Letters to the editor: Aug. 21, 2017

Re: Aug. 16 article, “Confederate rally set for Austin on heels of Charlottesville outcry.”

It is hard to believe that after what happened in Virginia that Austin would allow such an event to occur.

There is no reason to honor Confederate heritage. This is a time in the South’s history that we should be moving away from, not honoring. You know that the neo-Nazis, the Klan and other white supremacist groups will be there — and their only agenda is to spread hate. How much longer and how many more deaths will there need to be before we stand up and say no more?

My father and my uncles, as did many others, fought and many gave their lives to end Nazism. Yet, today cities like Austin give a platform to these American Nazis. By allowing this, the city has brought Texas a little lower. As a fellow Texan, I am saddened that my state capital will allow this to happen.


I grew up in a small town surrounded by people who grew up with this legacy of hate and intolerance, my father being one of them.

My ancestors fought for the Confederacy. I never went to college but I listened to the words of Martin Luther King Jr. I heard what our priest said when he spoke of love and understanding. I devoured the music of the ′60s, which included lyrics such as, “Come on people now, smile on your brother, everybody get together, try to love one another right now.” These things made sense; hate and intolerance didn’t.

We must stop the practice of passing the prejudice and hate we learned from our parents. It must stop with you.


My son Baxter is a rising eighth-grader at K12 International Academy (iCademy). Baxter has nonverbal autism, which effects his body, mind and behaviors. He communicates via an ABC letter board and the Rapid Prompting Method.

As a youngster, Baxter needed a level of full-time, sustained, one-on-one support with the letter board that his brick-and-mortar school couldn’t provide. For this reason, Baxter was enrolled in online school in sixth grade.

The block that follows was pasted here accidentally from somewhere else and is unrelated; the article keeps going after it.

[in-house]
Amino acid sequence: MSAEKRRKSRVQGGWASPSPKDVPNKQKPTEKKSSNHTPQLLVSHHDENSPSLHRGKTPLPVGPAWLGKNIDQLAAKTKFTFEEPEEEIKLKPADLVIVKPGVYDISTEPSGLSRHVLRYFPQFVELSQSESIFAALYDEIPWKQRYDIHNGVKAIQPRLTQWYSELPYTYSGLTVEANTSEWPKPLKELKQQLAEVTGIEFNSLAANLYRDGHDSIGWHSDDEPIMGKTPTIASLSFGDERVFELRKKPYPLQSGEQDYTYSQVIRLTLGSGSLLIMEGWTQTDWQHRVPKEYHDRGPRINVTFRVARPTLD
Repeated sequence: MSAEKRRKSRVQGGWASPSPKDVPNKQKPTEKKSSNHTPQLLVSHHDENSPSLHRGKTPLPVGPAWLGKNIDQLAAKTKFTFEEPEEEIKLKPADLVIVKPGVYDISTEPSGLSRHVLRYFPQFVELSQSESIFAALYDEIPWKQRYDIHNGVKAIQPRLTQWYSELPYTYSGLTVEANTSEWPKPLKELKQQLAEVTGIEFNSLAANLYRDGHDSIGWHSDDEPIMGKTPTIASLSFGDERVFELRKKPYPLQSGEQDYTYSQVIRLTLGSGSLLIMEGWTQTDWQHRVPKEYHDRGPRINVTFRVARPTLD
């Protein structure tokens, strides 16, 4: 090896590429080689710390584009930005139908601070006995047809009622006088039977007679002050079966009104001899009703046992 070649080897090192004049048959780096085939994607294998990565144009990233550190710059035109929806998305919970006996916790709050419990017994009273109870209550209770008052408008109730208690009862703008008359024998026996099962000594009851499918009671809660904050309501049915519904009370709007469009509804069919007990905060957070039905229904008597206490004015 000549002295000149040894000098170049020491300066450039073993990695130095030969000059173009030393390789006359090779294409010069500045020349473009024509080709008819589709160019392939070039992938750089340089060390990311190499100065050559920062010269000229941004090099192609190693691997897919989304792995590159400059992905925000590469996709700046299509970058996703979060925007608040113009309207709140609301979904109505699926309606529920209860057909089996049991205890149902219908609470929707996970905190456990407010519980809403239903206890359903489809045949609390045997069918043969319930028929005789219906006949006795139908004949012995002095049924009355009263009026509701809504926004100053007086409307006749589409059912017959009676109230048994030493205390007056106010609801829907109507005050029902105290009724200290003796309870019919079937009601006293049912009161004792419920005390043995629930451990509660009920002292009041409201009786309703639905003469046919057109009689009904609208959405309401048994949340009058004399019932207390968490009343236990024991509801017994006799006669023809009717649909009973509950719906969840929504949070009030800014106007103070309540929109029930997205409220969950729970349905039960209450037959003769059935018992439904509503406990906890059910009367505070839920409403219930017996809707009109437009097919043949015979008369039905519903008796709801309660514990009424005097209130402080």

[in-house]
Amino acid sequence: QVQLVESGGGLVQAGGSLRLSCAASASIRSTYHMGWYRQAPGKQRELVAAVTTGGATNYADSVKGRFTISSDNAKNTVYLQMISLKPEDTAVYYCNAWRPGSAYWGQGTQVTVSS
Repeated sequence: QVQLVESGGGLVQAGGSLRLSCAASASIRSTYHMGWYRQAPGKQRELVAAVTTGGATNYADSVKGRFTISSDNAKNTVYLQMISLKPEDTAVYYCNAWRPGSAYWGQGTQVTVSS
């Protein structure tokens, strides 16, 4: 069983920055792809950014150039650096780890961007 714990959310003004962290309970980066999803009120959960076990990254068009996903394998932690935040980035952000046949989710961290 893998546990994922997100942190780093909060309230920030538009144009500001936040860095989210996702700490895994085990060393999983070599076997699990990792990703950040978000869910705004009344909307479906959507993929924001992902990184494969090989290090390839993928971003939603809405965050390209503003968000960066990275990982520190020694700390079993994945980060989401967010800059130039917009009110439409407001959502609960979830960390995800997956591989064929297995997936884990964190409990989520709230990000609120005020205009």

The transition has been life-altering. Baxter is receiving the high-quality general education he always wanted and needed. Baxter is striving toward his goal of typing. We hope that one day, he will live independently.

Without iCademy, Baxter wouldn’t have the opportunity to blossom!


The city of Austin has long been wrestling with affordable housing.

I believe that the market takes care of its self. It’s not the city’s business. You cannot force a developer to sell a house for less than what it’s worth. The city will allow a developer to build more houses on smaller lots if they are sold for less. That doesn’t work. That’s like Sam Walton telling you that if you allow him to put 14 eggs in a carton, then he can sell them cheaper. Crowding people is not good. Controlling the market is not the city’s business.

However, city leaders could deal with affordable property taxes and affordable utilities and providing plenty of parking spaces. Now that falls under the realm of their responsibilities.


Greg Kelley’s conviction looks like a complete breakdown of the justice system. From the Texas Rangers’ investigation of the case, we learned Cedar Park detectives targeted only one suspect and then made their case to fit that narrow agenda. The Rangers also commented on the jury’s failure to hold fast against pressure to convict, “so everyone could go home.” There is plenty of blame to assign to most every aspect of this miscarriage of justice.

However, blaming Kelley’s original defense attorney, Patricia Cummings, for pursuing the defense’s posture that both accusing children “told unbelievable stories, full of fantastical allegations and fatal inconsistencies” seems misplaced — like convenient Monday morning quarterbacking. One child did recant his accusations in court. It seems unbelievable that fact above all did not resonate with prosecutors and jurors alike.


When does an enabler become an accomplice? For months, I have written that members of Congress who fail to stand up to President Trump are “enablers.” This week, a new and significant line of accountability was crossed with the president’s news conference at Trump Tower.

It is no longer sufficient for Republican leaders to be outraged, saying they are “troubled” and “bothered” by Trump’s behavior; that communicates weakness of character, a craven desire for power and a lack of moral fortitude. Republicans must denounce Trump by name. And even more, they must stop talking to and working with the president, refusing to adopt his policies and enact his agenda. No legislative victory is worth the price of selling one’s soul. Failure to stand up in this decisive manner will transform Republicans from enablers to accomplices and co-conspirators — and history will not forgive or forget.


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